Wednesday, 19 April 2017

Lucian Freud Project at IMMA

I went to the Irish Museum of Modern Art (IMMA) recently to see the Lucian Freud work, which will be exhibited in the Garden Galleries for the next five years. While at the moment all the work is being exhibited as a large collection, I got the impression that over this period that the work may be exhibited in different curatorial permutations, so now was the time to see the work before there was any personal "agenda" attached to it! This etching is Self Portrait: Reflection, 1996

I have to admit that I was never particularly interested in Freud's (what seemed to me) hyper realistic painting before, but there is something compelling about seeing a collection of works together. And that I have long been interested in psychoanalysis. And that there is an unmistakable psychological element in his work that definitely is reflective of the work of his grandfather. So the name becomes part of the intrigue, and part of my reason for going to the exhibition. This etching is Bella in Her Pluto T Shirt, 1995.

The basement gallery was devoted to works on paper, mostly etchings. Given my relatively recent interest in printmaking, I was delighted to find the room full of work that was unfamiliar to me. This etching is Girl with Fuzzy Hair, 2004. I thought this print was especially interesting as I thought at first the white highlights in the hair were were created manually when wiping off the plate before going to the press. However, there was another print with similarities and the display included the metal etching plate; the highlighted areas were actually burnished on the plate itself! These burnished highlights in curly hair are a major feat of burnishing brilliance!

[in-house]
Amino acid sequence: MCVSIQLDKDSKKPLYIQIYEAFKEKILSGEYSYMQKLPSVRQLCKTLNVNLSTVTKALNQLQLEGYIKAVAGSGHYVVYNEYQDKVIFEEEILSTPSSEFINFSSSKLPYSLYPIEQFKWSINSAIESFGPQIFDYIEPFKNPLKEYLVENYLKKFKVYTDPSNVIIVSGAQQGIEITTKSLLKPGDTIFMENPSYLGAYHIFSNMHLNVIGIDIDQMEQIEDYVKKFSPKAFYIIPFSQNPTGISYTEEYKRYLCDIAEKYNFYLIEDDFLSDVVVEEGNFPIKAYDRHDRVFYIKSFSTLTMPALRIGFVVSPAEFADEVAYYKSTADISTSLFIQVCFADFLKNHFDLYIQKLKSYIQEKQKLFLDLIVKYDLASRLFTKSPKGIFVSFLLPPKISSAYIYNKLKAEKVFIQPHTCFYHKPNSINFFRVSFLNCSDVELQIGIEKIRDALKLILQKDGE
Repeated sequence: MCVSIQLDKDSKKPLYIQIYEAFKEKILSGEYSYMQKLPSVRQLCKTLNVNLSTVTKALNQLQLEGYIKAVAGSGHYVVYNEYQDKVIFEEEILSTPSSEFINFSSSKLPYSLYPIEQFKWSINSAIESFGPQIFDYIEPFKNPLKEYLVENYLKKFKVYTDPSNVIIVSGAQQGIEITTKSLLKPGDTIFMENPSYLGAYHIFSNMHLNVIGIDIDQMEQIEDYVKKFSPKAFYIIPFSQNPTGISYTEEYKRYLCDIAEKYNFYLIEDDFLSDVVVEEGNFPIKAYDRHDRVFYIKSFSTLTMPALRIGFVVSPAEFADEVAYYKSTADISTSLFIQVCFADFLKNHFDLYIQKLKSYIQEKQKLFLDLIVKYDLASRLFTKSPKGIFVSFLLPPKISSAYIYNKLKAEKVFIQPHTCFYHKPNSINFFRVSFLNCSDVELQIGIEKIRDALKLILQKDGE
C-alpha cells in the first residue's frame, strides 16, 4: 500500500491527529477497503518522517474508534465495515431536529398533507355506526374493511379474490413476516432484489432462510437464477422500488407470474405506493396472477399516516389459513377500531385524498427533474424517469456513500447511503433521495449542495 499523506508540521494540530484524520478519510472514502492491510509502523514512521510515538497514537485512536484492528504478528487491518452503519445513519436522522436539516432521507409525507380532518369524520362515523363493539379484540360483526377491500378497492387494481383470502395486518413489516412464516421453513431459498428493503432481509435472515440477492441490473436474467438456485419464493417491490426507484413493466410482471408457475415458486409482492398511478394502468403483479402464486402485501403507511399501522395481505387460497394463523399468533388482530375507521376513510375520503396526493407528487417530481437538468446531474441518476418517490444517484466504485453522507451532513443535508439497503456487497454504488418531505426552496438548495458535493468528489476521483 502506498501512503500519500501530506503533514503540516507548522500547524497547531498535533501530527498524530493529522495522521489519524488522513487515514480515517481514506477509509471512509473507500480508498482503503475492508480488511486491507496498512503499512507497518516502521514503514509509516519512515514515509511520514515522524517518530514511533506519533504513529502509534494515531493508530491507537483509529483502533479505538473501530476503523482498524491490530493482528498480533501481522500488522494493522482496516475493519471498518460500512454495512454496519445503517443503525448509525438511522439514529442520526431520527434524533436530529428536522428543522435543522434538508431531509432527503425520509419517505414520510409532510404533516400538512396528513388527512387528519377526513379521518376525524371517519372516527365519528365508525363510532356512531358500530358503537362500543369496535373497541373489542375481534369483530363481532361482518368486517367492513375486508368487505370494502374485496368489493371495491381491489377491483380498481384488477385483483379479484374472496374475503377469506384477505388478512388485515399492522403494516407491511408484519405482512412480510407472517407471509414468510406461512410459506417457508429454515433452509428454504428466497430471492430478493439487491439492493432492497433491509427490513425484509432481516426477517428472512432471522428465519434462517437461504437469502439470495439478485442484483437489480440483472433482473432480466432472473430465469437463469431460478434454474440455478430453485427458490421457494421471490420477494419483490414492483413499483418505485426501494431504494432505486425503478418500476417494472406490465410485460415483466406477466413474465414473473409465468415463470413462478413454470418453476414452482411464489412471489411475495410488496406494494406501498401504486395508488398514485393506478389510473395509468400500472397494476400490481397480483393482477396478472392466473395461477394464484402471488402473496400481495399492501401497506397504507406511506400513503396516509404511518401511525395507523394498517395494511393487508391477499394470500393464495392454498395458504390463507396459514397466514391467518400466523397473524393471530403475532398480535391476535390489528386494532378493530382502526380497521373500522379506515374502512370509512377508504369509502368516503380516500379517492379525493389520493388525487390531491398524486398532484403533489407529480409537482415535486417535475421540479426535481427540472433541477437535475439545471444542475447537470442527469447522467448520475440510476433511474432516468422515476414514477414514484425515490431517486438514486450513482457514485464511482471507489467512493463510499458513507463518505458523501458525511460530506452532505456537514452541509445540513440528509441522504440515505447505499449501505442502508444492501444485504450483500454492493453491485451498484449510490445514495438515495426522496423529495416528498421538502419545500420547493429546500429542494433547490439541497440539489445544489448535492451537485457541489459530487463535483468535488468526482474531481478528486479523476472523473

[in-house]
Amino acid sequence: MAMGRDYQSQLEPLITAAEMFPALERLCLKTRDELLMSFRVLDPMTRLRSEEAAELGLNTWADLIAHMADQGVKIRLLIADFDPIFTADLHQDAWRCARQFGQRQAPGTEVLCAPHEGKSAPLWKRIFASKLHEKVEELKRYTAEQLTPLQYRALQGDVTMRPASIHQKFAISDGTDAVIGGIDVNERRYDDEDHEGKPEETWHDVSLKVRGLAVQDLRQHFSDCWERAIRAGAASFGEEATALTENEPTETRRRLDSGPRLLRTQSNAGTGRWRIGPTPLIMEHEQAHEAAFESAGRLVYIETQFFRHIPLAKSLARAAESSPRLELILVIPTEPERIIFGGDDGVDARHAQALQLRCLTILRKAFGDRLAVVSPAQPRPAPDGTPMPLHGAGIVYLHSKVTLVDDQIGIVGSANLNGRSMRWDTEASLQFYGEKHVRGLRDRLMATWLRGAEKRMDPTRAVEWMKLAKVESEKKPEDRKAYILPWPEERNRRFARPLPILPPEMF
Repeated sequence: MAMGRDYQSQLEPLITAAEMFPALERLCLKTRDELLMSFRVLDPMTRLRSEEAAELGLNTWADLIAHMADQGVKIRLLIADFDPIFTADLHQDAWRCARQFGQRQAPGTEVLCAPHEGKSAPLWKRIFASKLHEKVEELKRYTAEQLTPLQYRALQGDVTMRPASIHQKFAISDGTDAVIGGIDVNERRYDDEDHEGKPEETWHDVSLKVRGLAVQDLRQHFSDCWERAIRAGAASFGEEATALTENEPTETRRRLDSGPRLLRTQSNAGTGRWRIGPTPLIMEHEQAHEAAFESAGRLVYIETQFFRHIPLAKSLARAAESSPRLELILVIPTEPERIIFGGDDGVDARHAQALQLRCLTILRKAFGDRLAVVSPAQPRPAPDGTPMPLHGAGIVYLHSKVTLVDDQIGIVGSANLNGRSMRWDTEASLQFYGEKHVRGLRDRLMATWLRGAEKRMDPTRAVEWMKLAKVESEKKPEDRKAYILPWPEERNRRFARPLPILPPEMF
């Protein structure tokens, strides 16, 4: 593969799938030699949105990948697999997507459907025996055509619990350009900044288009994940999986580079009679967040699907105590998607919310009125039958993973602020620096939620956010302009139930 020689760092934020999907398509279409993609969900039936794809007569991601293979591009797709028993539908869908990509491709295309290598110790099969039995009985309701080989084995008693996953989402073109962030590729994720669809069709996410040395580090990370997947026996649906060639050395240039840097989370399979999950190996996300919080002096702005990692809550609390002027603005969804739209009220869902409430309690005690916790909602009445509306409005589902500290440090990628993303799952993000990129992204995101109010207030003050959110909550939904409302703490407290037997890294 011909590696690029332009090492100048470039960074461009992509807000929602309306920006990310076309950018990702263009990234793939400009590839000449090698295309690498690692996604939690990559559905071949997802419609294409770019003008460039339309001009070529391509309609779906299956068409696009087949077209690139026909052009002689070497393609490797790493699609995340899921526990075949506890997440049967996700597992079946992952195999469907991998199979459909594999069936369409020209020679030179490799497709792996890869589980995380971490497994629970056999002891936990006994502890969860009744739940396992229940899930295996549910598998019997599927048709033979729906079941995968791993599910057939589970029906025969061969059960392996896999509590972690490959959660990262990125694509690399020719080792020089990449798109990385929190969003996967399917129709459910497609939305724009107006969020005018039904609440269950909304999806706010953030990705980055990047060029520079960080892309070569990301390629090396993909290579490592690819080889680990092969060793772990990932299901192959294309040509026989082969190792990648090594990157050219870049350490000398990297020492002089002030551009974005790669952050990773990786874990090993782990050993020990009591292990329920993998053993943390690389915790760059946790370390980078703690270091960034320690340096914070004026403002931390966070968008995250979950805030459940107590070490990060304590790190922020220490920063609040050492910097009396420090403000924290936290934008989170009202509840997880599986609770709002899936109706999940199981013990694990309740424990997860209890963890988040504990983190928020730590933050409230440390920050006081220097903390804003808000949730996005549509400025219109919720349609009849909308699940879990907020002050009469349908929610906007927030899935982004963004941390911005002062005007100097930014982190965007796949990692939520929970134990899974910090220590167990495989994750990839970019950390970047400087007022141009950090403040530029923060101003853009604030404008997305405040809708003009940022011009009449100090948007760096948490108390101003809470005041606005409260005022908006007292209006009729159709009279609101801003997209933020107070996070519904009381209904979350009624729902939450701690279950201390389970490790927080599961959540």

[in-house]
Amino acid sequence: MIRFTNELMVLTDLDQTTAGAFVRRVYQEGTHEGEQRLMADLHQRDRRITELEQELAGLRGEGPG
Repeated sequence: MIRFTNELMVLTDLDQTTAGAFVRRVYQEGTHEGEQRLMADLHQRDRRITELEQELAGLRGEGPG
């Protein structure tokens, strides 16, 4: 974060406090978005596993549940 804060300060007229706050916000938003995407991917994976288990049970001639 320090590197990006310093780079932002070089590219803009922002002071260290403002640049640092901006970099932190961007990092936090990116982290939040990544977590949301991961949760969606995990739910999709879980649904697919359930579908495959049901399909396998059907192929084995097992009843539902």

There were quite a lot of etching portraits in this exhibition, which had incredible detail and certainly did not speak of flattery; as I said above, something about psychology and the artist's name... This etching is The New Yorker, 2006.

Although most of the basement gallery exhibition displayed images of people, there were several landscapes, which also indicate Freud's meticulous translation of observation. This gorgeously detailed etching is Painter's Garden, 2003-2004.

Wednesday, 12 April 2017

Jai Jai launch

Though it seems like an age ago now, it was less than two weeks ago that my friend Jai Thorn launched his fashion-art label Jai Jai at an evening event in The Chocolate Factory, Dublin. Jai's exhibit was a tactile mix of organic matter and living material. 

Despite the use of a male and female model, the garments themselves are conceived as "gender non-specific" and the models are perceived as vehicles for the movement of the garments; the choreography of the interaction between materials is paramount.

While the guests were invited to wander the space throughout the event, one looked at the still environments as sculpures most clearly during periods of time when the models were absent from the space. 

During the first presentation, the individual models slowly moved around the warehouse space, interacting with the sculptural materials throughout,